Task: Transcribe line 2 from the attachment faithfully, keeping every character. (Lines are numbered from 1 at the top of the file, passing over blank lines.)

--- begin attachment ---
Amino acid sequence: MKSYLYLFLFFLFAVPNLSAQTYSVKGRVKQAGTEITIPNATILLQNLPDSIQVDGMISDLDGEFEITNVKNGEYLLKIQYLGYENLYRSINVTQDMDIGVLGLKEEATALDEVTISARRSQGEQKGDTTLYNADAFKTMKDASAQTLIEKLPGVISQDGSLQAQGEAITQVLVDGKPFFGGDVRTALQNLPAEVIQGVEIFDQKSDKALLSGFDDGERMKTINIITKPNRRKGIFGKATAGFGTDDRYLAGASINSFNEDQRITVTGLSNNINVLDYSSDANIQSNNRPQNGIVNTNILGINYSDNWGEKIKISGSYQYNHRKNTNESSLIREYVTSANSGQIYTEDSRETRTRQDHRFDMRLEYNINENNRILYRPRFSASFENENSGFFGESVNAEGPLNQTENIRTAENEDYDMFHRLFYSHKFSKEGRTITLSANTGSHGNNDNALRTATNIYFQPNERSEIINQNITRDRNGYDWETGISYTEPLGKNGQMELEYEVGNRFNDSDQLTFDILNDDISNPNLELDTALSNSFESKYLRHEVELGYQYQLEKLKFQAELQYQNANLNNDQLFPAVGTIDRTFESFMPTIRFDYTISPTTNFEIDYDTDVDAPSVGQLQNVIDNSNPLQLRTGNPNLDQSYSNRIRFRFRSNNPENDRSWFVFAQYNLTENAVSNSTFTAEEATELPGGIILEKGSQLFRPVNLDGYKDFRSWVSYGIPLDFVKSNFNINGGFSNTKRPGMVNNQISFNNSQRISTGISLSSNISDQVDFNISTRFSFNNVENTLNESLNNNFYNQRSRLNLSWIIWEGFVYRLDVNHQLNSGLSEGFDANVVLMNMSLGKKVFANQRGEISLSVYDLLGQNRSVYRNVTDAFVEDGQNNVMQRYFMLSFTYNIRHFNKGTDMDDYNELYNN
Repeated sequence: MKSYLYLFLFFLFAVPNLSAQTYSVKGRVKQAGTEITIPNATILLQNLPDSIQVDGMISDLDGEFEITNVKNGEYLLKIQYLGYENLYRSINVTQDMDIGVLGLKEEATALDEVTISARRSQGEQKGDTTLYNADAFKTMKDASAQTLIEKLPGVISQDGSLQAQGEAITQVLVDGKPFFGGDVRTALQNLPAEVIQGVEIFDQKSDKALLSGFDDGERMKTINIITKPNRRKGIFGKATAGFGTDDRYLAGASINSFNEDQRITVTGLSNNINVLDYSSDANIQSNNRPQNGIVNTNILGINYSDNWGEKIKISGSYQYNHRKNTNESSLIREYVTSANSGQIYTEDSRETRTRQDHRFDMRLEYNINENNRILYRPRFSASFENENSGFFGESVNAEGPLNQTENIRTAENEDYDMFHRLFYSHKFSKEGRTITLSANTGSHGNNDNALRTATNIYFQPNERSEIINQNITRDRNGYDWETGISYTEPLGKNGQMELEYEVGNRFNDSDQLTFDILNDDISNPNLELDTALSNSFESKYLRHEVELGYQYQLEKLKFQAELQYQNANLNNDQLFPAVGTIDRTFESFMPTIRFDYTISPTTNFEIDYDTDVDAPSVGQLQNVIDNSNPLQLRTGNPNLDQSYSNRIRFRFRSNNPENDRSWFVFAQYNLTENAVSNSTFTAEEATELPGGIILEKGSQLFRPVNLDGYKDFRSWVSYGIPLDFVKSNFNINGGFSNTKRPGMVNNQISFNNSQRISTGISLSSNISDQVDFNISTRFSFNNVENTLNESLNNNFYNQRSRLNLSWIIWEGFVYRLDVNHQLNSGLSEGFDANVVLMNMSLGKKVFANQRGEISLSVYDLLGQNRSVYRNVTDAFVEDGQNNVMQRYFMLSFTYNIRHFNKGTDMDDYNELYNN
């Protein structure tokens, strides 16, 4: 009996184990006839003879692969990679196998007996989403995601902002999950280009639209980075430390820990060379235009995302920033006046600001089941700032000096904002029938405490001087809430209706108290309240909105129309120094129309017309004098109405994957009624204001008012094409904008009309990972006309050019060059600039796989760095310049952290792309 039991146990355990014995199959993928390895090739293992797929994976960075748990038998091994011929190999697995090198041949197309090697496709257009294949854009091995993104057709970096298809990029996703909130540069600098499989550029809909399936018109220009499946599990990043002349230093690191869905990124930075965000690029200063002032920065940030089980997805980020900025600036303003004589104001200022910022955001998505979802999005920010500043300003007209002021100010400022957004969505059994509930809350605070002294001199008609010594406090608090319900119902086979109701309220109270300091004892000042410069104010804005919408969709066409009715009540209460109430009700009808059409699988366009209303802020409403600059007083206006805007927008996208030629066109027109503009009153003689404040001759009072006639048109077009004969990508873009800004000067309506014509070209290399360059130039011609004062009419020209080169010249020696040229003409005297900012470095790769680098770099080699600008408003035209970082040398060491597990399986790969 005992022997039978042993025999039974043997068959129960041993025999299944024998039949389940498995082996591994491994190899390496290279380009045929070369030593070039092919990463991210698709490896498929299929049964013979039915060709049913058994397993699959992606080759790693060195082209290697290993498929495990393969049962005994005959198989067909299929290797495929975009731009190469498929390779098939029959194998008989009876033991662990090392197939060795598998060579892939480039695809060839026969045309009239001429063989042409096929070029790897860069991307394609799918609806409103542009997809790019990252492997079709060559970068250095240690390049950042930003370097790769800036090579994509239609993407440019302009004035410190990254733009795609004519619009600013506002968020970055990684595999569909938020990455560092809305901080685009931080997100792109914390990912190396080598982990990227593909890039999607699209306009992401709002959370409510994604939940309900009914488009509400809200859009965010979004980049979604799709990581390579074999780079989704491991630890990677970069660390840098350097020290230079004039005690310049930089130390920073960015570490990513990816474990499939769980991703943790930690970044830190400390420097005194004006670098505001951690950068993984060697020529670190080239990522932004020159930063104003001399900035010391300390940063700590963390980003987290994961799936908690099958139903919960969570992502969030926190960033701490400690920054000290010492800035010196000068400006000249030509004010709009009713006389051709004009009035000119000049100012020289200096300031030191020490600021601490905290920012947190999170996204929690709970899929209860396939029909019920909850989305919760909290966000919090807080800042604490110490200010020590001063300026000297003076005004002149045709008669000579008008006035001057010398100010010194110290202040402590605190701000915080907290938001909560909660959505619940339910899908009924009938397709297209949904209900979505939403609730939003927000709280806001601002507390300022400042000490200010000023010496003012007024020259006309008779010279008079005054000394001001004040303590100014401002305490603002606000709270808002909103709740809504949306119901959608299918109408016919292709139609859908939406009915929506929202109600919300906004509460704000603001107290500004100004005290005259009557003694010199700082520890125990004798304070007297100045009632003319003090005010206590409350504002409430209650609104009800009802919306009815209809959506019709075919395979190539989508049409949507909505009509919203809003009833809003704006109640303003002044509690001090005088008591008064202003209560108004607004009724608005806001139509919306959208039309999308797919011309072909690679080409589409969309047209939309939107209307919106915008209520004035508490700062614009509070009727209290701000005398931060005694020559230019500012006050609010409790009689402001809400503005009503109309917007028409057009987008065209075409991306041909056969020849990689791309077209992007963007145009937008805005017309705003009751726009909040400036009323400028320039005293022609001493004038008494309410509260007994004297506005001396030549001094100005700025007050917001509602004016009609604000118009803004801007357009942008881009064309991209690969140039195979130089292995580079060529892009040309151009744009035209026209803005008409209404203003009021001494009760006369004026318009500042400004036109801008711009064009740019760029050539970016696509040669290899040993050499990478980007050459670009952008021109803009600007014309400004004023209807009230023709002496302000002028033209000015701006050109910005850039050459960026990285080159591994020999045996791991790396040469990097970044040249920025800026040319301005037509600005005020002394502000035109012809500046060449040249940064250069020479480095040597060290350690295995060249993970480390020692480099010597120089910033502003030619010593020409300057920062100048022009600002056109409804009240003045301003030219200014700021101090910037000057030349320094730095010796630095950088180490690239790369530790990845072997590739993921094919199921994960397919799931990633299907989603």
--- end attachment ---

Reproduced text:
Repeated sequence: MKSYLYLFLFFLFAVPNLSAQTYSVKGRVKQAGTEITIPNATILLQNLPDSIQVDGMISDLDGEFEITNVKNGEYLLKIQYLGYENLYRSINVTQDMDIGVLGLKEEATALDEVTISARRSQGEQKGDTTLYNADAFKTMKDASAQTLIEKLPGVISQDGSLQAQGEAITQVLVDGKPFFGGDVRTALQNLPAEVIQGVEIFDQKSDKALLSGFDDGERMKTINIITKPNRRKGIFGKATAGFGTDDRYLAGASINSFNEDQRITVTGLSNNINVLDYSSDANIQSNNRPQNGIVNTNILGINYSDNWGEKIKISGSYQYNHRKNTNESSLIREYVTSANSGQIYTEDSRETRTRQDHRFDMRLEYNINENNRILYRPRFSASFENENSGFFGESVNAEGPLNQTENIRTAENEDYDMFHRLFYSHKFSKEGRTITLSANTGSHGNNDNALRTATNIYFQPNERSEIINQNITRDRNGYDWETGISYTEPLGKNGQMELEYEVGNRFNDSDQLTFDILNDDISNPNLELDTALSNSFESKYLRHEVELGYQYQLEKLKFQAELQYQNANLNNDQLFPAVGTIDRTFESFMPTIRFDYTISPTTNFEIDYDTDVDAPSVGQLQNVIDNSNPLQLRTGNPNLDQSYSNRIRFRFRSNNPENDRSWFVFAQYNLTENAVSNSTFTAEEATELPGGIILEKGSQLFRPVNLDGYKDFRSWVSYGIPLDFVKSNFNINGGFSNTKRPGMVNNQISFNNSQRISTGISLSSNISDQVDFNISTRFSFNNVENTLNESLNNNFYNQRSRLNLSWIIWEGFVYRLDVNHQLNSGLSEGFDANVVLMNMSLGKKVFANQRGEISLSVYDLLGQNRSVYRNVTDAFVEDGQNNVMQRYFMLSFTYNIRHFNKGTDMDDYNELYNN